The upper end section 60 of the closure member 54 has end section 67 with an interior diameter such that it frictionally and sealably engages the outer surface of the mounting post 65 formed on the syringe S1 above the tapered discharge outlet 66 on which the hypodermic needle hub 68 is mounted. The closure member 54 thus engages the post 65 of the syringe 51 and sealably encloses the hypodermic needle 69 without, however, engaging the said hub 68.

Since the closure member 54 remains frictionally and sealably engaged with the syringe 51 when the closure member 54 and the syringe 51 are moved upwardly within the sleeve 52 and out the upper end thereof, it is apparent that the closure member 54 also serves as a protective sheath for the hypodermic needle cannula 69 after the syringe 51 is removed from the sleeve 52.

When the syringe 51 is fully seated within the sleeve 52, the lower surface of the flange 62 is in engagement with shoulder 56 of the sleeve 52 and the lower edge of the syringe barrel section 71 is in engagement with the upper edge of ange 62. The piston 70 is also fully inserted in the syringe barrel 71 with the outer end 73 of the piston 70 and the nger grip section 72 of the syringe barrel 71 seated within an enlarged end section 74 of the sleeve 52. The outer end surface of the piston 70 preferably lies in about the plane of the outer end of the sleeve 52 or slightly above the sleeve 52 when the syringe 51 is fully seated in the sleeve 52. With the parts thus assembled, the end closure cap 53 is mounted over the end of the sleeve 52 with the lateral wall section 76 thereof f-rictionally engaging the sleeve 52 to form a bacterial seal therewith and having the lower edge of the lateral wall section 76 adjacent a stop shoulder 77 formed on the outer surface of the sleeve 52. It is also preferred to provide frangible seal 78 between the wall section 76 and the shoulder 77, so that the capI 53 cannot be removed without breaking the seal 78.

The several parts of the package 50 are assembled in substantially the same manner as for the embodiment shown in FIGS. 1 and 2. Thus, the piston 70 is inserted fully in the barrel of the syringe 51 and the hypodermic needle 69 is mounted on the tapered outlet 66 with the closure member 54 securely mounted on the tapered post 65 of the syringe 51. The syringe 51 and closure member 54 thus assembled is inserted into enlarged end section 74 of the sleeve 52 with the closure member 54 extending outwardly through the tapered axial opening 57. The tapered wall section 61 is brought into sealing engagement with the tapered axial opening 57 by applying pressure to the upper end of the piston 70 until the upper surface of the piston 70 lies about in the plane of the upper end of the sleeve 52. The cap 53 is then placed over the end of the piston 70 and sleeve 52 and a frangible seal 78 formed between the cap 53 and sleeve 52.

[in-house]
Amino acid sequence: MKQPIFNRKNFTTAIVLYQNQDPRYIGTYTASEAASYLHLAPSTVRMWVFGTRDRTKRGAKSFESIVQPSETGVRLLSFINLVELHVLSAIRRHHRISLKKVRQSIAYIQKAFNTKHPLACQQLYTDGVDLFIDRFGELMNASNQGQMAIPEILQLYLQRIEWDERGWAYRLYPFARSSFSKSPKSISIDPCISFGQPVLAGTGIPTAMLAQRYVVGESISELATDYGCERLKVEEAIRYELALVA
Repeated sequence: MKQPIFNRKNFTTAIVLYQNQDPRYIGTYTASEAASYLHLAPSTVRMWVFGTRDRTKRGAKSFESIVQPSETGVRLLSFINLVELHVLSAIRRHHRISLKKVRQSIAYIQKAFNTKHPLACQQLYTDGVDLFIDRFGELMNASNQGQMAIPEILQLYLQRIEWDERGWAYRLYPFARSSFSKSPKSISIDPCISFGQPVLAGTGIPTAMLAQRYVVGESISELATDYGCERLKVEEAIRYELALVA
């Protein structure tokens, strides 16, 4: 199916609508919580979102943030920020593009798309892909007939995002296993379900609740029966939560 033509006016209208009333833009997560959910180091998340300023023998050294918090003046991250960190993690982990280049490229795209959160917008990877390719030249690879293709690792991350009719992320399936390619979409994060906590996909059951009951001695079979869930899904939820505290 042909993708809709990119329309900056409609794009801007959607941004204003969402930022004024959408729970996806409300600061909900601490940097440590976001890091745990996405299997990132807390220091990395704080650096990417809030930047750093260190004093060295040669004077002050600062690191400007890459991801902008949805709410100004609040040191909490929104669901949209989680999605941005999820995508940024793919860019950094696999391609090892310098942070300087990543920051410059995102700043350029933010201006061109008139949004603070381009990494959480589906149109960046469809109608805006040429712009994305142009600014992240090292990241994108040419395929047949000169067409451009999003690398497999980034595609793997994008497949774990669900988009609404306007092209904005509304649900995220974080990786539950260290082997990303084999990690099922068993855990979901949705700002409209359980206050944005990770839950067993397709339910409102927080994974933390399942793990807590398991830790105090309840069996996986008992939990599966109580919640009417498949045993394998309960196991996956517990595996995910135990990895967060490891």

When removing the syringe 51 from the package 50 substantially the same procedure is followed as with the embodiment `shown in FIGS. 1 and 2 of the drawing, and the sleeve 52 is grasped between the fingers and thumb of one hand and the outer end 59 of the closure member 54 is tapped against a convenient object to break the frangib'le seal 78. If preferred, the cap 53 can be grasped with the lingers of the other handv and twisted to break the seal 78 and the cap 53 is then withdrawn. When pressure is applied to the outer end 59 of the closure member 54 as by holding the sleeve 52 and pressing downwardly with the end of the closure member 54 contactly a non-yielding surface, the closure member 54 is moved upwardly into the interior of the sleeve 52 and simultaneously the syringe is moved upwardly and out of the upper end of the sleeve 52, since the upper end of the closure member 54 is in direct and fully supporting engagement with the syringe 51. The syringe 51 which projects frorn the upper end of the sleeve 52 is then wi-thdrawn from the sleeve 52 with the closure member 54 remaining securely mounted on the syringe 51 and sealably enclosing the cannula 69 so as to protect it against contamination by airborne bacteria. The syringe 51 having the closure member 54 secured thereto is used in any of the conventional Ways of the hypodermic syringe having a protection sheath mounted thereon and encloses the hypodermic needle. When the user is ready to discard the syringe, Athe package 50 can -also be used to enclose the used syringe by following the same procedure for assembly of the package 50 described heretofore.